This is fun! I have four siblings – 1 female – 3 males. (and only one of their parents).
You suggestion to start with the X makes sense. Question: would you recommend grouping the three males together as one group and including in the girl in the second overlapping group? Or do you think having the female in both groups is better? I also then have the maternal next generation up with two females and two males. My gut says it may help to figure it out with having the two males in one group and one of the females and then overlapping with the second female and the same two males. Any thoughts? This is cool because we now can help potentially to ID maternal GGP’s for the first round! Thanks Blaine!
Is there a way to do this if there are only 2 siblings? Will we get at least an approximation? Would using a cousin as the third help in any way?
Wow! Thanks for this great article. It is particularly helpful for me because I have already done DNA tests on my mom and two of her siblings and all three of them are on GEDmatch.com. Now it’s just up to me to do the process. I’ve really been anxious to get one of their first cousins tested because her father was the identical twin of my mom’s father. Genetically a half-sister.
I do have a question. My dad’s parents were 1C1R with lots of endogamy in their family tree. He still has 4 remaining siblings. Would this process be as effective with that group as well?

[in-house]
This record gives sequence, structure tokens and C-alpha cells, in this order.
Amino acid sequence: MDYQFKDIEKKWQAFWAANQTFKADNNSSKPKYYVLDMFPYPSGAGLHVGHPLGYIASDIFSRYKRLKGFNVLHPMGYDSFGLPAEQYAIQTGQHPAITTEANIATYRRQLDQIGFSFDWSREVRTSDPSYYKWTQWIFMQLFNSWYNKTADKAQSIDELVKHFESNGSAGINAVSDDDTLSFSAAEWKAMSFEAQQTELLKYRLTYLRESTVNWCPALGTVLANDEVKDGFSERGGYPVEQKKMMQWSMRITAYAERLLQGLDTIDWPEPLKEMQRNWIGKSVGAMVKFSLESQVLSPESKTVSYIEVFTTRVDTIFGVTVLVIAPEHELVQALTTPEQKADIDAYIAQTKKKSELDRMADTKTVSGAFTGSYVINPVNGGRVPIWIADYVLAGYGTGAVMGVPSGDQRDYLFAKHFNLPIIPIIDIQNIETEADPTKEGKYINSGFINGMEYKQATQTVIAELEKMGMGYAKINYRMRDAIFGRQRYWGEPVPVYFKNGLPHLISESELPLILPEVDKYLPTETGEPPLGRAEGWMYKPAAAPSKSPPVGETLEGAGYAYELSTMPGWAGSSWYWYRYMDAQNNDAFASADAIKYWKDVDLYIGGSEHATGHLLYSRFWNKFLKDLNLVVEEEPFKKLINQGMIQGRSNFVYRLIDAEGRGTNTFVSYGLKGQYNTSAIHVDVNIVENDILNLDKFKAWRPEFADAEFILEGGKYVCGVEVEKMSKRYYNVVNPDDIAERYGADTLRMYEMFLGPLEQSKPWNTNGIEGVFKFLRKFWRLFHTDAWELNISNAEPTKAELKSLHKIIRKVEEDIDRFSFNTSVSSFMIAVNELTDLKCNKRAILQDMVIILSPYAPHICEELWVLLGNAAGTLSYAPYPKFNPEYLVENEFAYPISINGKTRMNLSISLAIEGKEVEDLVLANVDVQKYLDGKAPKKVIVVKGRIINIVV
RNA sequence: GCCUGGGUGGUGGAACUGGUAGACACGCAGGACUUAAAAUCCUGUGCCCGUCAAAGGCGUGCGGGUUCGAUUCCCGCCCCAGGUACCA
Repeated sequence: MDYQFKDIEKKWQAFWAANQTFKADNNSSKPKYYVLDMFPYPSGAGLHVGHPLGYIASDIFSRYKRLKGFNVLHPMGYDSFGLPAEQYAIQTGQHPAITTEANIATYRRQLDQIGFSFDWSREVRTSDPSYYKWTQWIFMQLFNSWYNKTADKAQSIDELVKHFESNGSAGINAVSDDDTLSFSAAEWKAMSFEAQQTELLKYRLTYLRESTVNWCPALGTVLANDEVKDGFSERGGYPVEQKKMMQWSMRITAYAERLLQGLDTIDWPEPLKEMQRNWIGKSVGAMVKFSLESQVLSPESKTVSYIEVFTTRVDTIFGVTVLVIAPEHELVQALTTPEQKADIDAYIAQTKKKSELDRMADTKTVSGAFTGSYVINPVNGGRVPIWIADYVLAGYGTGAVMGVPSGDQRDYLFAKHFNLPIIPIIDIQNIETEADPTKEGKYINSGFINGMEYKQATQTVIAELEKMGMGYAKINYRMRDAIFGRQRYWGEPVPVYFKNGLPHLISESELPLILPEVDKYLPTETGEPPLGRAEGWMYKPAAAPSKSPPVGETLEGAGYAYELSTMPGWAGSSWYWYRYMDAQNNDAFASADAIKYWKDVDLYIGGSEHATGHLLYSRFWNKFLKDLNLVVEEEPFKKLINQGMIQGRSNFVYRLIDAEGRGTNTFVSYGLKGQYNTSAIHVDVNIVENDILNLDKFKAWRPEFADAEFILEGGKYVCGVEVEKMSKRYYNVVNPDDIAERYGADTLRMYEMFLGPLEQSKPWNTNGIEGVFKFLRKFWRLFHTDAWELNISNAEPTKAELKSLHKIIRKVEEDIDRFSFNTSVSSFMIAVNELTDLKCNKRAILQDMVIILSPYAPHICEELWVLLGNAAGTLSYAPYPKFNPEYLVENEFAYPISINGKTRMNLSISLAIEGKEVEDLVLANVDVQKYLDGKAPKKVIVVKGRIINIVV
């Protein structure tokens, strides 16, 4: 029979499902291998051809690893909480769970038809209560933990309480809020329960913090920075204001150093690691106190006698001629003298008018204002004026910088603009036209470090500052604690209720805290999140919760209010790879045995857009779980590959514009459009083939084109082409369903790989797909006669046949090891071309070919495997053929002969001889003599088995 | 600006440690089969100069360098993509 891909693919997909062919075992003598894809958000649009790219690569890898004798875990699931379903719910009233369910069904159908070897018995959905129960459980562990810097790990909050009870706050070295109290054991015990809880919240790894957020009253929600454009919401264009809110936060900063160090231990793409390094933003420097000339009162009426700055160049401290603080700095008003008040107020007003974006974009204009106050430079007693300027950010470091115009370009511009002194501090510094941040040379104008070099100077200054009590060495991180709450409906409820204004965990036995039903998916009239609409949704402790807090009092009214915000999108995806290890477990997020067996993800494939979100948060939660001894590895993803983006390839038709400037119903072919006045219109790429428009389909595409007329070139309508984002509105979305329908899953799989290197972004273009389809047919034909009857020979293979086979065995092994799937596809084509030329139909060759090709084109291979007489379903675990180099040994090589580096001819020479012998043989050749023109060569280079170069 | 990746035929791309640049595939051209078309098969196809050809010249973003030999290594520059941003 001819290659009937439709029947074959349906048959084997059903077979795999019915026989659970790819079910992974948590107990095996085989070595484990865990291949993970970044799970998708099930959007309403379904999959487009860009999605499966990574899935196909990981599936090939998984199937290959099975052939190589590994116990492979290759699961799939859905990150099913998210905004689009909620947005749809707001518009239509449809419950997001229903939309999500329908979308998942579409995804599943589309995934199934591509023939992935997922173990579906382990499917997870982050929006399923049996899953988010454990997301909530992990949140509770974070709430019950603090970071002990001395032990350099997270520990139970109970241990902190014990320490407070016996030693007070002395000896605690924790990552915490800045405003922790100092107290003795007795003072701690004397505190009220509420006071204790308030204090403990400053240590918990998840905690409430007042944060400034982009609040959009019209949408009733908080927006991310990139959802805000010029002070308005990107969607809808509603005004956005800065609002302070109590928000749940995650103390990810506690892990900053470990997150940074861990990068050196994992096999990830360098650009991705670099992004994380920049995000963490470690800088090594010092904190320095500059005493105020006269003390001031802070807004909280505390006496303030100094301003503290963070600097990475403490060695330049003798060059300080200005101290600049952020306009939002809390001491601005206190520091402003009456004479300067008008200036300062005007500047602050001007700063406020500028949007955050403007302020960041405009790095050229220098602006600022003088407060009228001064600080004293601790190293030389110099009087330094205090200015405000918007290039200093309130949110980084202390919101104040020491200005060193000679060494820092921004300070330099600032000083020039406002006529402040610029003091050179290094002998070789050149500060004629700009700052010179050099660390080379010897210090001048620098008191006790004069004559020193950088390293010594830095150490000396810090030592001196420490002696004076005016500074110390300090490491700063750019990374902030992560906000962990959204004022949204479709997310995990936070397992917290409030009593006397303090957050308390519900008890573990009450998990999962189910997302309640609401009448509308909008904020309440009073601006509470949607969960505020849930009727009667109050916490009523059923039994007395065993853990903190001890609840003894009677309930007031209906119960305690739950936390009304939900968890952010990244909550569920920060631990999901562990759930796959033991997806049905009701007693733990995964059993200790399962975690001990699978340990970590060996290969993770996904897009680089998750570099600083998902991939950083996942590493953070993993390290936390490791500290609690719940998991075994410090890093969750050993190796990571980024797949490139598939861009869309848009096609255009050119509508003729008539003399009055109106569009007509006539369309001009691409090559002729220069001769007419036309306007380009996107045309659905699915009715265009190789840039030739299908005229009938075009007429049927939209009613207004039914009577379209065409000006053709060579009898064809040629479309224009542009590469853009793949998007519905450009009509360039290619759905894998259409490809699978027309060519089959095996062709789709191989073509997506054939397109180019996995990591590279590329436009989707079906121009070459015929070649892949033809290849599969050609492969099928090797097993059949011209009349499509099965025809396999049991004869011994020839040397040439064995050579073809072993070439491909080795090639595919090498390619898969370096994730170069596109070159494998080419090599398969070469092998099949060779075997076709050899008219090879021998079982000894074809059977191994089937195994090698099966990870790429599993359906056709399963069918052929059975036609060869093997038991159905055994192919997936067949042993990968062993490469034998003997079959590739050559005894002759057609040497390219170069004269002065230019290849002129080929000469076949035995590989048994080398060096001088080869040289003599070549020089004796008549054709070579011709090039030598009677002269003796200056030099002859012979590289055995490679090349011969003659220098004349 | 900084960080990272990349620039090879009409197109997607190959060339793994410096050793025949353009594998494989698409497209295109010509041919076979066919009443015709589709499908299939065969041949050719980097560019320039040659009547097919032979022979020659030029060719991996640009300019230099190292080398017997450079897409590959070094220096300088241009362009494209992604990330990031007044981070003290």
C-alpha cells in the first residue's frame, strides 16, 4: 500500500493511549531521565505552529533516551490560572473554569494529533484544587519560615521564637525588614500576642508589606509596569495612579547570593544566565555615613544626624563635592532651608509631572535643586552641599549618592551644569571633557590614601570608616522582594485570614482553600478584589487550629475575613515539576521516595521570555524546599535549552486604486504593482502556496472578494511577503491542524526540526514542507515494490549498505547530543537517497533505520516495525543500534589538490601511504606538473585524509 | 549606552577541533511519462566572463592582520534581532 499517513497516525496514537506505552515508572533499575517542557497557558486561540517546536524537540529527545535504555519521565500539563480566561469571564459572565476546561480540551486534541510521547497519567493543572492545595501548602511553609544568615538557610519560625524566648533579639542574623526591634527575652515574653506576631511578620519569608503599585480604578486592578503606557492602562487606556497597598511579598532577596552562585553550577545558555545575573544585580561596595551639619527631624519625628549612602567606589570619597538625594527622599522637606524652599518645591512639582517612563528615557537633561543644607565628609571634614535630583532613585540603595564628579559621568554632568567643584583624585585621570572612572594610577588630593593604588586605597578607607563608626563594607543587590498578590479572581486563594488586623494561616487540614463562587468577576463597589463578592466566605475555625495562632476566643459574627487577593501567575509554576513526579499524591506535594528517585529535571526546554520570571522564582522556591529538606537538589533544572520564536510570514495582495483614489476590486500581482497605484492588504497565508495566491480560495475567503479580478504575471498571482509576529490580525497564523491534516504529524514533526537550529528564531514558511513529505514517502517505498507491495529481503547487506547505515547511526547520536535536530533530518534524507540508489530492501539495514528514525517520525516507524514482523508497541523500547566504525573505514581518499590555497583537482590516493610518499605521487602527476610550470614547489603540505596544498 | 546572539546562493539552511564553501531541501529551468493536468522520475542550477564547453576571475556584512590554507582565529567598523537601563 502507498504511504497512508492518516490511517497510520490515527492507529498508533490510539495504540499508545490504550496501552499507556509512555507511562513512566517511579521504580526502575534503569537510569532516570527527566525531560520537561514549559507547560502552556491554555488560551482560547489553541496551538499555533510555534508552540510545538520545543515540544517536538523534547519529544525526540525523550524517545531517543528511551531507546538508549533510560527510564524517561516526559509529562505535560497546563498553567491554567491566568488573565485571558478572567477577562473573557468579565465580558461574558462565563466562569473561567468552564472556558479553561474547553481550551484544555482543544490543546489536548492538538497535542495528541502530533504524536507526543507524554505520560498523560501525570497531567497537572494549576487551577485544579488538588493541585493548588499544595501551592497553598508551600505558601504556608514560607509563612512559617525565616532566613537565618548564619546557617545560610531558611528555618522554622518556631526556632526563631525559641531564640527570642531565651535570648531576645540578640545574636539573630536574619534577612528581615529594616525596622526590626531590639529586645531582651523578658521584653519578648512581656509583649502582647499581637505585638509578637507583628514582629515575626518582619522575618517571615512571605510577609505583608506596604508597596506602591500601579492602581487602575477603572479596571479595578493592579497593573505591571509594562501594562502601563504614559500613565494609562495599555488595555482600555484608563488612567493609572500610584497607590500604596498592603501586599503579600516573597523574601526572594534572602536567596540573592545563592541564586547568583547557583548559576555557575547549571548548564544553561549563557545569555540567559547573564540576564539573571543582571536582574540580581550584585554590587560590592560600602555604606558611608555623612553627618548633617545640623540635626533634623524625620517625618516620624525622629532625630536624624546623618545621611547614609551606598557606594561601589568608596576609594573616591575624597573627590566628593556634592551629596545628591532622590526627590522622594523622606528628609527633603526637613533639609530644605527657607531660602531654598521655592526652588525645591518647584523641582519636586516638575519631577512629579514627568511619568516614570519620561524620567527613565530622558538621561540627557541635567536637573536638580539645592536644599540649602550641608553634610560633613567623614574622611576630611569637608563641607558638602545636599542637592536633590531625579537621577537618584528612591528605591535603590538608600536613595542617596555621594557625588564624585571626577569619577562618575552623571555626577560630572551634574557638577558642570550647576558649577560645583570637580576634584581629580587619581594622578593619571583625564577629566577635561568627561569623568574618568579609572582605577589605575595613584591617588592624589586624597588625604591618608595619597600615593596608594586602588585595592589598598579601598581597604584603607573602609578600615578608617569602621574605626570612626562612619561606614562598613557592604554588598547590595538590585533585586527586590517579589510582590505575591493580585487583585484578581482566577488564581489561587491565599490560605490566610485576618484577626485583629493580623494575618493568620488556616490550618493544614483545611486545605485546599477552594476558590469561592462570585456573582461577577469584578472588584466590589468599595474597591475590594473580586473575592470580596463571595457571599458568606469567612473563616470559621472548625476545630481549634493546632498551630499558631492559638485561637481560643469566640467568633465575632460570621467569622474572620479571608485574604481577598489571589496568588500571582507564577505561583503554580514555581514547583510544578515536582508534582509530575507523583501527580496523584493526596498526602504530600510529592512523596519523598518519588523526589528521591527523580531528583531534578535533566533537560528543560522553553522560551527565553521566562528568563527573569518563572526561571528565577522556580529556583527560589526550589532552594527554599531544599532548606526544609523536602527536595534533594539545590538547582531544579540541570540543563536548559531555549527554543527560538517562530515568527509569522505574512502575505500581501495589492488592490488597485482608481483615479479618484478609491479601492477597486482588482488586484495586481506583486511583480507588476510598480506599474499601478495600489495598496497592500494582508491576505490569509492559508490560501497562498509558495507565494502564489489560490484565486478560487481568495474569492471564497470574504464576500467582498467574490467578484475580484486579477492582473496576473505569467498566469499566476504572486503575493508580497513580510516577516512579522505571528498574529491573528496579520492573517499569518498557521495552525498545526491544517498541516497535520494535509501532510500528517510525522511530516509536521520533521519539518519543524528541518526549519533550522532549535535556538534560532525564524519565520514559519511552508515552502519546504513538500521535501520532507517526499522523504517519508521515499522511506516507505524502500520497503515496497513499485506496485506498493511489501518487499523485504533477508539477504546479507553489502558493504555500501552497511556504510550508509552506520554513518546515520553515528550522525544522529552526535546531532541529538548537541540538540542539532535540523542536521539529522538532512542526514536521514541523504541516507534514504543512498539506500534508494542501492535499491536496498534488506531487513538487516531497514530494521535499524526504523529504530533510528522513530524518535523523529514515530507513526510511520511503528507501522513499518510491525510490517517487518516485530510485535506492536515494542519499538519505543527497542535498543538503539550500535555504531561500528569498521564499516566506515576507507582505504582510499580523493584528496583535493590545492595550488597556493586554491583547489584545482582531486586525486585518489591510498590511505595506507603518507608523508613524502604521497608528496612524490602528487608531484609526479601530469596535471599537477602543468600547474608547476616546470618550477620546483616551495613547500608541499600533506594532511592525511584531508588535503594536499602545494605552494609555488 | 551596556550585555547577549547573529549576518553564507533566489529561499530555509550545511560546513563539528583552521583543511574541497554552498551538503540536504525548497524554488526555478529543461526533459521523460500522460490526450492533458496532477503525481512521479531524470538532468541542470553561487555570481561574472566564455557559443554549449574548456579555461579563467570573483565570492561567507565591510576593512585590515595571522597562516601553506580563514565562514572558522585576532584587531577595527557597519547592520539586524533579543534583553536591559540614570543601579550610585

I recently had the third sibling of my mother tested and was excited to be able to utilise your suggestions about visual phasing. As you suggested I started with X and have several great clues emerging as a result.
I am now working on chromosome 17 which was a bit more tricky but I think my output is reasonable and seems to be working out as expected except for one small segment area (I have close paternal and maternal cousins for them that has helped test the theory). According to my 4 grandparent segments, in this particular area all 3 siblings share the segments from the same grandparent, one for both sides.
I have a few matches that only match my Mum. These matches also match me, my son and my phased maternal kit, so they look IBD.
So my question is, what is more likely? Are these matches more likely to be IBS, or have I got the phasing wrong?
I have been working on doing the visual phasing for both my father’s and mother’s side of the family for several months now. I am fortunate that Randy is the leader of the DNA SIG of my local society, so I’ve been using his methodology on the project. My goal is to derived the half profile of each of my great grandparents (i.e. the part they passed on to my grandparents) using this method and then use cross comparisons of other known cousins I have tested to start completing the other half.